Search Images Maps Play YouTube News Gmail Drive More »
Sign in
Screen reader users: click this link for accessible mode. Accessible mode has the same essential features but works better with your reader.

Patents

  1. Advanced Patent Search
Publication numberUS3455157 A
Publication typeGrant
Publication dateJul 15, 1969
Filing dateDec 9, 1966
Priority dateDec 14, 1965
Also published asDE1623061B1
Publication numberUS 3455157 A, US 3455157A, US-A-3455157, US3455157 A, US3455157A
InventorsBonnet Jean-Loup, Lahaye Raymond
Original AssigneeSchlumberger Prospection
Export CitationBiBTeX, EndNote, RefMan
External Links: USPTO, USPTO Assignment, Espacenet
Density measuring device
US 3455157 A
Abstract  available in
Images(1)
Previous page
Next page
Claims  available in
Description  (OCR text may contain errors)

QILHBU" HUUM om-livel- July 15, 1969 R. LAHAYE ETAL DENS I'lY MEASURING DEVICE Filed Dec. 9, 1966 INVENTORS RAYMOND LAHAYE 8 JEAN-LOUP BONNET a ATTORNEYS their United States Patent ()1 ice 3,455,157 DENSITY MEASURING DEVICE Raymond Lahaye, Clamart, and Jean-Loup Bonnet, Verriere-le-Buisson, France, assignors to Socrete de Prospection Electrique Schlumberger, S.A., Paris, France Filed Dec. 9, 1966, Ser. No. 600,591 Claims priority, application France, Dec. 14, 1965, 42,081/65 Int. Cl. E21b 47/06 US. Cl. 73-151 23 Claims ABSTRACT OF THE DISCLOSURE Apparatus for measuring the specific weight or density of fluids in which the displacement of a pair of diaphragm means, subjected to static pressures of the fluid at vertically separate positions in the borehole, is detected.

This invention relates to apparatus for measuring the specific Weight or density of fluids in boreholes and the like in which the apparatus is immersed and, more particularly, to apparatus of this type in which the displacement of a pair of diaphragm means, subjected to static pressures of the fluid at vertically separate positions in the borehole, is detected.

Apparatus of this type, sometimes called gradiomanometers, have been in general use for some time and have proved valuable in examining and determining the properties of fluids in well bores. In one type of arrangement, a pair of bellows forming measuring chambers are independently filled with liquid and arranged to be acted upon by the static pressure at different depths of the fluid in the borehole. A differential system, e.g., a comparing bellows, is provided for measuring the difference between the compressions of the bellows in response to the static pressures at the separate vertical locations in the borehole. This measurement provides an indication of the specific gravity or density of the borehole fluid in the zone defined between these locations. A description of apparatus employing this scheme may be found in US. Patent No. 3,184,965 to Noik.

A major problem heretofore encountered in the employment of such in apparatus borehole fluids has been the measurement error introduced by extraneous factors. These factors may include, for example, pressure actions caused by accelerations and vibration of the apparatus, as well as variations in the volume of the liquid filling the bellows due to the effects of pressure and temperature. Further measurement errors are commonly introduced through thermal expansion of mechanical elements in the apparatus.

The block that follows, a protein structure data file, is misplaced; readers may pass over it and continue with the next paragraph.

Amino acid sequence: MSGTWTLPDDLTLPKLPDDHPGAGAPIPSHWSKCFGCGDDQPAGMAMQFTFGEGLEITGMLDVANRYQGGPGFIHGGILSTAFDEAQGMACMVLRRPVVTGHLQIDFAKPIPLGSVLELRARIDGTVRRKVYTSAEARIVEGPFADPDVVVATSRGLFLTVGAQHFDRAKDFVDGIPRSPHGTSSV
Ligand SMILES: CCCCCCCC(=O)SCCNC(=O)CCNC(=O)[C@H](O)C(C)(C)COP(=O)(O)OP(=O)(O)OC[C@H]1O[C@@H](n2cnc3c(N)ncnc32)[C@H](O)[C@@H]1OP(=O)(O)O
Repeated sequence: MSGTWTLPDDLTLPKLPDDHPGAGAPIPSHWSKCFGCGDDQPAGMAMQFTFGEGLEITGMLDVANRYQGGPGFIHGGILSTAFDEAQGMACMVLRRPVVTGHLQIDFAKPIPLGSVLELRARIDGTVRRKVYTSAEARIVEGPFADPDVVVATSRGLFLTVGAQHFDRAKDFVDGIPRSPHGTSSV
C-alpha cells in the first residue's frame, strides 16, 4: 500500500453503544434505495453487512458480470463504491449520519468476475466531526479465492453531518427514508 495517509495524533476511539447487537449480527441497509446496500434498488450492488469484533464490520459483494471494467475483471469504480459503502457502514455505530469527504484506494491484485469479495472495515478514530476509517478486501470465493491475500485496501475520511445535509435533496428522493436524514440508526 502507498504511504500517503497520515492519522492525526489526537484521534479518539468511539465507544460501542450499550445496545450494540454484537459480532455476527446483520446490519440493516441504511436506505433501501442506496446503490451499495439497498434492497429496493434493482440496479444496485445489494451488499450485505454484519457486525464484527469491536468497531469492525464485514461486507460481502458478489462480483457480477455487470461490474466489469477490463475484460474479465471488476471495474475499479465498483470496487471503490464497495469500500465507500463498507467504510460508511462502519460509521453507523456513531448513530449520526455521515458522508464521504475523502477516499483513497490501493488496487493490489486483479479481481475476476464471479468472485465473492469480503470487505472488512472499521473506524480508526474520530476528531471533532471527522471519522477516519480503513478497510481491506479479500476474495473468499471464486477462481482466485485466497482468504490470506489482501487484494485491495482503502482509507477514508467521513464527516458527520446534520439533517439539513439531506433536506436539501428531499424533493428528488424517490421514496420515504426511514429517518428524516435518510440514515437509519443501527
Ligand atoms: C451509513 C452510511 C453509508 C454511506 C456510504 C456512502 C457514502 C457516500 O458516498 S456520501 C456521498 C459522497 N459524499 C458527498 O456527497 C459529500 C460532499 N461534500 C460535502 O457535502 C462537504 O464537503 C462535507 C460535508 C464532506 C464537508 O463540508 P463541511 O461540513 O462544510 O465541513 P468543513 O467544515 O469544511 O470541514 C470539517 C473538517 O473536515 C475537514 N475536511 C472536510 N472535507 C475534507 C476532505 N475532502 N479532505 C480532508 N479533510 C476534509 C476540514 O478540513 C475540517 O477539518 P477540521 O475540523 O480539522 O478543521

Additional measurement inaccuracies are ascri bable to the inherent shortcomings of the bellows themselves. Even though the two measuring bellows are initially carefully matched, eventual dissimilarity through aging and operation gives rise to an inequality in their stiifnesses and, hence, to error resulting fro-m unequal expansion or compression of the bellows for any given static fluid pressure. Under such conditions, the differential pressure to which the comparing bellows is subjected no longer corresponds exactly the difference between the static pressures appearing at the levels of the measuring bellows. This condition may be remedied only by replacing the bellows and recalibrating the instrument.

Still another source of error is present where the volumes of liquid filling the measuring chambers formed by the bellows are not identical, such as where air bubbles become entrained in the filling liquid or where the liquids 3,455,157 Patented July 15, 1969 in the separate chambers are at different temperature and pressure conditions at the time of filling.

It is therefore a primary object of the present invention to provide improved apparatus of the type described which is capable of measurements free from a good part of the errors introduced by the presence of the mentioned factors.

A further object of the invention is to provide improved apparatus for measuring the specific weight and/or density of borehole fluids, which is relatively simple in its construction and reliable in operation.

Briefly, these and other objects of the invention are attained in an apparatus including an elongated casing adapted for immersion in the borehole fluid. First and second diaphragm means, which may be bellows and forming a pair of vertically spaced measuring chambers, are carried by the casing and are displaceable in response to the static pressures of the borehole fluid adjacent thereto. The measuring chambers are interconnected and preferably occupied by a filling liquid so that the vertically displaced measuring cha-m'bers constitute a single liquid-filled chamber within the casing. An indication of fluid density in the longitudinal zone defined between the diaphragm means is obtained by translating into electrical signals the displacement of the diaphragm means from a reference position in response to the difference between static pressures of the borehole fluid adjacent the separate measuring chambers.